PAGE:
On the eve of the fasting month of Ramadan, Cotabato City was rocked with two powerful explosions.  The first one happened in an empty lot with no reported casualty while the second was in a busy national highway at an eatery (Café Florencio).  Five were wounded; one of them, the night manager, succumbed to death a few hours after.

People are looking for answers.  As usual police investigation and ‘intelligence’  work would yield NO results and people would, as usual, bury their dead' lick their wounds, and rebuild their lives. 
The tragedy that struck Cotabato City on the evening of the 9th of July followed the ‘shootouts’ between AFP and Moro Rebel Forces on the previous Saturday and Sunday in Datu Piang, Datu Saidona and in Pikit.  The shootouts were reported as a firefight between the AFP and the Bangsamoro Islamic Freedom Fighters or BIFF. 
As usual, the AFP counted the casualties on the side of the enemies and the BIFF did the same, with the civilian populace getting the real brunt of the shootings. Without sounding pathetic, the whole tragic drama follows the usual ‘script’ – first is the skirmishes between the two armed groups; then followed by displacement of civilians the the move to safer grounds; then bury your dead; lick your wounds and move on. What else is new…? 
What we are actually seeing unfolding and are beginning to see again is a never ending cycle of struggle, ceasefire, talks, agreement, promises, unfulfilled promises, resumption of struggle, a never ending talk, an agreement never kept and promises never redeemed.  To describe it more crudely but closer to the truth… What we are actually seeing is a new way of packaging (akin to the electoral hocus pcos) of something like a déjà vu!
Ah! We welcome Ramadan, praying and hoping that the month-long fasting would serve as a ‘respite’ albeit short from any form of violence! The big explosions gave way to the preparation of the fast and the traditional ‘buca’ (breaking of the fast) each day.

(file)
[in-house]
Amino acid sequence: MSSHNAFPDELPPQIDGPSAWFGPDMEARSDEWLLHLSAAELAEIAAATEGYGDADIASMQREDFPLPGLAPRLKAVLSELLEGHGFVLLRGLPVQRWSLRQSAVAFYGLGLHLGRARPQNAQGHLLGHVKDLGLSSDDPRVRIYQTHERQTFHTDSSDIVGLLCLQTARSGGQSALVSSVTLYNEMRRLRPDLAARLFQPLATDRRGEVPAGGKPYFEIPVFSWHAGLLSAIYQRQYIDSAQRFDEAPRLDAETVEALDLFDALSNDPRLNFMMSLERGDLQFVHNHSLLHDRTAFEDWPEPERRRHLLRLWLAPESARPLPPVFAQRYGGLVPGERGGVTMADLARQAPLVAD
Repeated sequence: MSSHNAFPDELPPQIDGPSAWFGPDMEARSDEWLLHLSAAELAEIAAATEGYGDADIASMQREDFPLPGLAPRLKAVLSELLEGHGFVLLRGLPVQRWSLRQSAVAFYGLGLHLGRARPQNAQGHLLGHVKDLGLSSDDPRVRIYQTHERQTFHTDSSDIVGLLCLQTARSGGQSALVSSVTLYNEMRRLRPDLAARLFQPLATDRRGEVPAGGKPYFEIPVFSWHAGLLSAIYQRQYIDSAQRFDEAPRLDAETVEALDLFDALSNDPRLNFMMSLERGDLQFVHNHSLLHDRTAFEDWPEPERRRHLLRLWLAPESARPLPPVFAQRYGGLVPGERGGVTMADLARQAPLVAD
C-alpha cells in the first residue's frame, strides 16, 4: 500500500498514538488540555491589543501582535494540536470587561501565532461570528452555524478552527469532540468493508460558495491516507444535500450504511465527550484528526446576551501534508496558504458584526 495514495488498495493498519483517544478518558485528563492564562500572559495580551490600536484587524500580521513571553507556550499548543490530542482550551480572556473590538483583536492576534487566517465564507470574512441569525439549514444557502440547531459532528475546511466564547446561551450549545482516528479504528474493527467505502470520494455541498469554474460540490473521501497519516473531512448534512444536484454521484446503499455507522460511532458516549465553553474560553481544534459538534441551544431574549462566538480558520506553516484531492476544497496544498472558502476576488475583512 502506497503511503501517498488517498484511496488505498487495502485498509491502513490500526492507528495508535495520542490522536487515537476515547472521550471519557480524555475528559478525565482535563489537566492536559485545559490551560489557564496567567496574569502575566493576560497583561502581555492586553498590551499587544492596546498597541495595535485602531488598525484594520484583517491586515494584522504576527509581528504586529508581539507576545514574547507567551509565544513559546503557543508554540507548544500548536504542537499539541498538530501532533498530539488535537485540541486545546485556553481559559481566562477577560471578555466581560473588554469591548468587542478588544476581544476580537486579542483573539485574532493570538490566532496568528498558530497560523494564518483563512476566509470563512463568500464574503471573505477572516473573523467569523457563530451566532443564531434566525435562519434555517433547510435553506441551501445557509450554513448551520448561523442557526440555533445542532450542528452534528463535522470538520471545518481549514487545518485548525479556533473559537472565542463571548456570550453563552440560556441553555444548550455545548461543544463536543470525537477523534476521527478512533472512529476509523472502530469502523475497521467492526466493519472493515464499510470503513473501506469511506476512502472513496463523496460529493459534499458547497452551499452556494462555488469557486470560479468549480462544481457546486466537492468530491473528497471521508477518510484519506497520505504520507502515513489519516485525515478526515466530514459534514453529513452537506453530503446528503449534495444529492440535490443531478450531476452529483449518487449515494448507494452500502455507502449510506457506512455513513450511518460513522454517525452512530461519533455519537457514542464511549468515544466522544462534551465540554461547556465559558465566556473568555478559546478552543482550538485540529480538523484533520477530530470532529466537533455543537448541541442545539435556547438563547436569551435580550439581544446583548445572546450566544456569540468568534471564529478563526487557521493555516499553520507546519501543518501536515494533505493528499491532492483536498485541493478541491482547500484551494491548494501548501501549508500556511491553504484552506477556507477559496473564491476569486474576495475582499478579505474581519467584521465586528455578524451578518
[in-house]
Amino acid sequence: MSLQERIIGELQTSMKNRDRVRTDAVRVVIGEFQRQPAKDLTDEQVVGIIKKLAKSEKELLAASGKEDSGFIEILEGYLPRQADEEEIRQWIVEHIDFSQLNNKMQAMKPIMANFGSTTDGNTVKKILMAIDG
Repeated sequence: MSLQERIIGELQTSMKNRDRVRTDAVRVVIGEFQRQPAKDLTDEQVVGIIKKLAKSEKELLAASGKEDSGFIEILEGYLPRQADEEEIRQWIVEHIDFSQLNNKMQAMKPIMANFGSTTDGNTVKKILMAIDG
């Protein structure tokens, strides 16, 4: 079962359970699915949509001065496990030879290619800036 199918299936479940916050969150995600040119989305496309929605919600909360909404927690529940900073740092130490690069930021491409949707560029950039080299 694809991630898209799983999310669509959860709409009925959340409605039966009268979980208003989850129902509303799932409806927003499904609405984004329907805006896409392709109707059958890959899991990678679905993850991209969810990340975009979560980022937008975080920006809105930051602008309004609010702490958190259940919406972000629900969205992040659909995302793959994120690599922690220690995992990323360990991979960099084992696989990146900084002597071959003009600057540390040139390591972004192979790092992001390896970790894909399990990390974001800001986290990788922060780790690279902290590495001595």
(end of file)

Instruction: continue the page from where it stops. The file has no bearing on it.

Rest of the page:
Meanwhile, analysts both from the military on each side of the divide, private sectors and CSO seek to understand the bits and pieces.  Each military analysis would have their separate connections and conclusions depending on their principals’ reading.  The CSOs follow suit, their calls and advocacy bear the colors of their principals. Then the people in situ who are the actual victims are never heard. They remain the voiceless and often times, they appear as real ‘pawns’ in a chessboard.
The real question people ask is NO LONGER whether there would be an enduring peace in their lifetime but whether they and their loved ones would be able to survive the power and the wealth ‘game’. All the slogans used and all the press releases are words bereft of any real meaning outside of sound bytes.  The people have long been inured to these promises.  The greater number of them do not even own the lot where they houses are built. With all the hullabaloo about land reform in the Bangsamoro, the greater number of farmers remain tenants. 
How can these people understand a ‘homeland’  or ‘ancestral domain’ when they do not even own any piece of land? It is for this reason that bomb explosions, armed skirmishes and the like bear the markings of political agenda and vested interests.
At the heart of the agenda lie the hapless civilians with very little choice for lack of education and economic opportunities.  They scamper for safety when they hear rumors of war; they duck when shootings begin; and they flee to evacuation centers when their communities become scenes of battles. 
What is truly amazing is the capacity or resilience of these people to begin life anew… A sort of after the ‘deluge’, the sun rises again.  They go back to their farm, rebuild their homes, and plant again.

Well, explosions on the eve of Ramadan are like earth tremors. People living along the rings of fire, learn how to live and dance amid dangers of earth movements.  They eke their living always with a mantra on their lips: “Keep us safe, ya Allah – the All Merciful and All Compassionate”!
Fr. Eliseo Mercado is senior policy adviser at the Institute for Autonomy & Governance. Follow him on Twitter @junmeromi.